Why Don’t They Make Legos for Girls?

Lego is many a child’s favorite toy and activity, with today’s sets and themes centering around highly interactive and technology-focused components. Lego sets have risen in popularity from the same generation of Lincoln Logs, Tinker Toys, and basic building sets. From constructing buildings, to transportation vehicles, to complete theme parks, Lego sets and themes center around engineering skills, creativity, and both color and structure coordination.

The disparity in Lego themes and sets is evident in Lego’s scope of products; consider that there are over thirty different ‘boy-themed’ sets on the market today, with only about three or four marketed specifically for girls. Lego sets for girls are found in the a girl’s bucket filled with doll-style figures and household themes, complete with tea parties and fashionable accessories. Castles are fairy-tale inspirations, with a limited focus on the actual building; the dÃ?©cor is the primary center of activity.

Lego is appealing to boys for a variety of reasons; the themes of today’s Lego sets run from outer space and spacecraft, cars, the great outdoors, machines, computers, and high-tech buildings. Pirates, aquanauts, travel adventurers, ninja fighters, castles, and towns are some of the latest and greatest Lego systems. Add batteries to the mix, and boys can create away in the realm of interactive robots, speedy cars and vehicles, and underwater adventures. Lego Technic began in 1995 with TechPlay and TechBuild; today’s tech-focused systems include the Bionicle and Silzier/Throwbots. Spongebob Squarepants also makes an appearance.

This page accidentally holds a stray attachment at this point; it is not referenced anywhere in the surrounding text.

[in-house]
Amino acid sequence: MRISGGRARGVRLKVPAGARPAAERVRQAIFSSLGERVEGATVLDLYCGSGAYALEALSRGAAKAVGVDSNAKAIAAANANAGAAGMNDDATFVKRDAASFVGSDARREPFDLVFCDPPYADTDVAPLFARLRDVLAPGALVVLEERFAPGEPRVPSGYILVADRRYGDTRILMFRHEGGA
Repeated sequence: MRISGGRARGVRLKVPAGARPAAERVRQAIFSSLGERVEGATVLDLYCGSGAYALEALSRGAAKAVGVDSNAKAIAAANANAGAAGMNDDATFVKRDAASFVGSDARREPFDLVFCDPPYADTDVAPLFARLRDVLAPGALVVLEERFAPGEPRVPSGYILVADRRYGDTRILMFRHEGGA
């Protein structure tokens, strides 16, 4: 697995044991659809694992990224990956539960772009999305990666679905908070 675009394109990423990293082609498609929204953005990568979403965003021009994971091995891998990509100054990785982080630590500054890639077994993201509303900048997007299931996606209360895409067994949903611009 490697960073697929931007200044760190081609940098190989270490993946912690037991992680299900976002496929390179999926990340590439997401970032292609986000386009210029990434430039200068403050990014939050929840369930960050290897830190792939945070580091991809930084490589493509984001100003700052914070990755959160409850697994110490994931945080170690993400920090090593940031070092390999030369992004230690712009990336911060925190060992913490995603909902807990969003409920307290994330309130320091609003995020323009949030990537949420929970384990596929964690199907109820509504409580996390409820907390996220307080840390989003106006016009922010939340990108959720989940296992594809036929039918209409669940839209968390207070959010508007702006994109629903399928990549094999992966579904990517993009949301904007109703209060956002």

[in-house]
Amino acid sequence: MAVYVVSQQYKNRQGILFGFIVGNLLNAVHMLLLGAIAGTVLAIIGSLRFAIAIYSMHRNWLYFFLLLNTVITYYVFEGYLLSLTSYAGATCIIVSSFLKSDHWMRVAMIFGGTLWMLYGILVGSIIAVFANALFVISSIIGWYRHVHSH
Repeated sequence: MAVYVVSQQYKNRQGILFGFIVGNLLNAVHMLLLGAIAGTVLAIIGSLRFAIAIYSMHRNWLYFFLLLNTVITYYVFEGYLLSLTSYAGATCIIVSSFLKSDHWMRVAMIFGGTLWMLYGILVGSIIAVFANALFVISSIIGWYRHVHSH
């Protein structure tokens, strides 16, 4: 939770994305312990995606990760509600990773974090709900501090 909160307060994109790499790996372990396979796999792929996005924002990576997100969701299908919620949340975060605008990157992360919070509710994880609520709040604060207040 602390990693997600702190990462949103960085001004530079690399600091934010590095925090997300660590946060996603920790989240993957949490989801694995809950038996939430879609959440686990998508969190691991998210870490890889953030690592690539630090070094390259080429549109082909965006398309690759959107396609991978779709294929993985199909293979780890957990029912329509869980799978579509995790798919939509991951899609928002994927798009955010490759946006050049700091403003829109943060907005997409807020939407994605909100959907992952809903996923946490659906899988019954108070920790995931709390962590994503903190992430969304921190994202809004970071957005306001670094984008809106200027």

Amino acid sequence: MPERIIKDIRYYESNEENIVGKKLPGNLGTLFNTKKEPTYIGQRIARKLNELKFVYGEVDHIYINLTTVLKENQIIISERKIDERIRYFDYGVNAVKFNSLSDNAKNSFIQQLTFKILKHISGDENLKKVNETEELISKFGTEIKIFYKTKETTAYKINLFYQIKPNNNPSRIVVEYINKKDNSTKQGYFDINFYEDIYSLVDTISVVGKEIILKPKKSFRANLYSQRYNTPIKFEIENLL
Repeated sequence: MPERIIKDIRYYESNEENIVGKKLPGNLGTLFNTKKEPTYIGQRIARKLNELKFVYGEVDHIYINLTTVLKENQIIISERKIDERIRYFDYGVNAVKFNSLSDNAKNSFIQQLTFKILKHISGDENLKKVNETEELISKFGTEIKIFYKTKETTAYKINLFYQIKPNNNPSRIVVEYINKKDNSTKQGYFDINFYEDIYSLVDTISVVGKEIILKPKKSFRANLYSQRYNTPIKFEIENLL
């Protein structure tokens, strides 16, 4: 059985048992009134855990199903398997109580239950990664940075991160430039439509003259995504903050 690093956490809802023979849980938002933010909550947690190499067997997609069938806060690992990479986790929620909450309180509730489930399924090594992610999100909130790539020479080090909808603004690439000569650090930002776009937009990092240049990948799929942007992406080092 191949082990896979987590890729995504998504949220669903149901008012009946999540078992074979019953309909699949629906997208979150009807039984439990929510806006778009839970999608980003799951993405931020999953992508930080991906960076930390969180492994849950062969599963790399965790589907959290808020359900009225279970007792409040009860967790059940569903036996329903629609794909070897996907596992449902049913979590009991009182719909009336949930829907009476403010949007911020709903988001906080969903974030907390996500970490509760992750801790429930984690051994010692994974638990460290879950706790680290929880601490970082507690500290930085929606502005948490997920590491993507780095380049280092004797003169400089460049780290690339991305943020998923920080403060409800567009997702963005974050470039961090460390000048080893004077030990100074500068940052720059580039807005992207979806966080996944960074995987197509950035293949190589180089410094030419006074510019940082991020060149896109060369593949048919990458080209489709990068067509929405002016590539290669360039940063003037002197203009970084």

With more kids online, Lego has taken its building blocks to its homepage with a variety of activities and interactive functions to create online versions of Lego systems. Kids can design new systems without even picking up a real block; the essence of Lego has an entirely different effect with its electronic version. Boys in particular have found an interactive community focused on engineering and design of motorbikes, robots, and spaceships. The digital revolution with building blocks continues on the web.

Girls are seemingly out of the picture; except for Belville and Clickits, the interactive component online is tailored for boys. Younger generations can take part in Thomas the Tank Engine, Dinosaurs, and Sports themes. But, the majority is in favor of boys ruling the Lego kingdom.

Lego contests around the country may prove the theory of limited girl interest in Legos wrong; various girl-based groups that focus on girl empowerment, intelligence, and academic excellence are jumping on board to compete in local Lego challenges. This not only provides some insight on the abilities of girls of the same age, but may encourage some new avenues for tapping into young girls’ potential.

If cultural stereotypes were removed from a simple Lego set, we may be able to set up young girls up for far greater mathematical and intellectual achievements than previous generations. Cultural influences and stereotypes play a significant role in a child’s intelligence abilities, perspectives, and outlook. If girls were encouraged from a young age to create and stimulate left brain activity, they are likely to develop very different skills than only using right brain-disposed activities for lengthy periods of time. It is about balance, and a simple toy such as Lego can be used as an advantage for both boys and girls.

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